Initiative seeks to inform students about new health insurance options

Kimberly Railey

A new initiative is underway to help educate graduating college and university seniors about their new health insurance options under the Affordable Care Act.

U.S. Education Secretary Arne Duncan and Health and Human Services Secretary Kathleen Sebelius sent letters last month to college and university presidents as well as student body presidents to increase awareness that young adults can now remain on their parents’ health insurance plan until age 26, according to the Department of Education’s news release.

“These changes are really going to make a significant difference for students and their families as we approach graduation season,” said Dr. James Galloway, the Department of Health and Human Services’ regional health administrator for Region V, which includes Illinois. “The Affordable Care Act ensures young adults always have quality affordable health care regardless of how their lives change.”

The act, signed into law in March 2010, increases access to health care coverage for Americans and introduces new protections for those with health insurance. While at school, Northwestern requires students to have health insurance under a student’s own plan or the plan offered by the University. Under the University’s plan, coverage is provided for outpatient service due to illness, inpatient hospital care, mental health and emergency room visits.

Galloway said under the Affordable Care Act, an estimated 1.2 million young adults can gain insurance coverage, including 51,000 young adults in Illinois alone.

Prior to the law, young adults were one of the most undercovered populations in America, often losing health care coverage after graduating from college, he said. They often aged off their parents’ health insurance when they turned 19 or graduated from college, putting pressure on graduating seniors to find an individual insurance plan.

Galloway said he’s not sure if young adults, especially those graduating this year, are aware of their new insurance options, making the initiative timely.

The mailed letters recommended ways university officials and student leaders can spread this information to young adults. Suggestions include distributing flyers outlining the new benefits and posting a badge on university and student group websites that links to information on how students can remain on a parent’s health insurance plan.

Additionally, the Department of Education and Department of Health and Human Services will help colleges or students groups host information sessions to explain insurance options. A Facebook page also provides information for parents and young adults about coverage for individuals younger than 26 years old.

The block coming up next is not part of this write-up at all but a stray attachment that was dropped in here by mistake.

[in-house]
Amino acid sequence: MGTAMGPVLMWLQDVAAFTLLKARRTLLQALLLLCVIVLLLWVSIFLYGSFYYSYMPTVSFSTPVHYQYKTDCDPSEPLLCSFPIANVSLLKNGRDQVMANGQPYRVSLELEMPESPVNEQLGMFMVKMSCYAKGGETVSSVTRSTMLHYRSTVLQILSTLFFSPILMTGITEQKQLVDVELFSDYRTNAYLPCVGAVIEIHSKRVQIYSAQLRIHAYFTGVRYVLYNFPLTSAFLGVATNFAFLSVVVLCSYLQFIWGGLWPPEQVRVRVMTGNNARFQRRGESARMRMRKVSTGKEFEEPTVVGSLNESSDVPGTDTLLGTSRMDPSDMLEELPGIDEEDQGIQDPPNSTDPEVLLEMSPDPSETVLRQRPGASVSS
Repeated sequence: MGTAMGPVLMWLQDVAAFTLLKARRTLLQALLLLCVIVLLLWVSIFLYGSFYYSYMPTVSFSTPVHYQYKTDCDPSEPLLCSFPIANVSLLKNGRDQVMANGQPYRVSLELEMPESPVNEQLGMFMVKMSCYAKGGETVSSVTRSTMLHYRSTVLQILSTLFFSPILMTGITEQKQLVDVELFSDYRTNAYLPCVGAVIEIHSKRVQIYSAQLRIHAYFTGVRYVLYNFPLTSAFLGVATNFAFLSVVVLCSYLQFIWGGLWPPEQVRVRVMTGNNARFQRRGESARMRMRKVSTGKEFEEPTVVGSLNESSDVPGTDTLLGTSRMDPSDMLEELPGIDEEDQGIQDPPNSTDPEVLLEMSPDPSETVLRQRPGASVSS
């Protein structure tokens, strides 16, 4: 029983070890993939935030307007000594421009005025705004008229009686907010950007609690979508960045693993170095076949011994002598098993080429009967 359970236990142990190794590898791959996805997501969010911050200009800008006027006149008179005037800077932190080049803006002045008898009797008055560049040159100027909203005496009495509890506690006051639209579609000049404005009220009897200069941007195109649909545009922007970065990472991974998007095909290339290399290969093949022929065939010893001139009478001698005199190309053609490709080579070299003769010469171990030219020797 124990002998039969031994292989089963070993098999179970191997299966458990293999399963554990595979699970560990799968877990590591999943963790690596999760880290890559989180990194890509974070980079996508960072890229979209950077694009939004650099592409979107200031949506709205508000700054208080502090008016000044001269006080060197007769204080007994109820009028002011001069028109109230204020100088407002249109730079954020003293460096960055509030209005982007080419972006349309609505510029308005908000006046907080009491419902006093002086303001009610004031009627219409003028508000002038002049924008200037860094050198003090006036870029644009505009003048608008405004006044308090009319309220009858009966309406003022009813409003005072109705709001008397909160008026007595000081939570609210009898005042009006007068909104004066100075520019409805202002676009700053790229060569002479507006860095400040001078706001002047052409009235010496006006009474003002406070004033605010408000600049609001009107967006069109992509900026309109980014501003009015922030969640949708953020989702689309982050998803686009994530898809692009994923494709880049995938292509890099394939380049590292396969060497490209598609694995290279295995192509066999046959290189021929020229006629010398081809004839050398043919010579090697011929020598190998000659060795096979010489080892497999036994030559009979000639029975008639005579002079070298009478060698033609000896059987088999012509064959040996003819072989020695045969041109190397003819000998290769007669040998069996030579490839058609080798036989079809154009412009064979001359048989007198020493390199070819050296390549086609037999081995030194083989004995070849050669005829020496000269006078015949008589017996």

Both Dean of Students Burgwell Howard and Associated Student Government President Austin Young said to their knowledge, they have not received the letter. Still, Howard maintained the University would want to share this information with students.

“Health insurance is truly something that impacts all our students,” Howard said. “It’s definitely something that we would want to make sure students are aware of.”

McCormick senior Sasha Letuchy said she thinks NU could perhaps email students to share their new benefits, but most are aware of them already.

“I think the changes are really beneficial, especially because the economy is so bad,” Letuchy said. “It just makes people feel calmer about not being able to find jobs after graduating.”

Galloway said he hopes all young adults become aware of their new benefits. In addition to being able to stay on their parents’ plan until age 26, under the new legislation young adults also cannot be barred from treatment due to pre-existing conditions and can receive premium tax credits to make coverage more affordable if their income is below $43,000.

“All of it’s been worked on hard through Congress and our president, and I’ve been enthusiastic about this,” Galloway said. “As we move along, we’ll learn, and we’ll modify some things so that’s it’s better for everybody. This is a tremendous start.”

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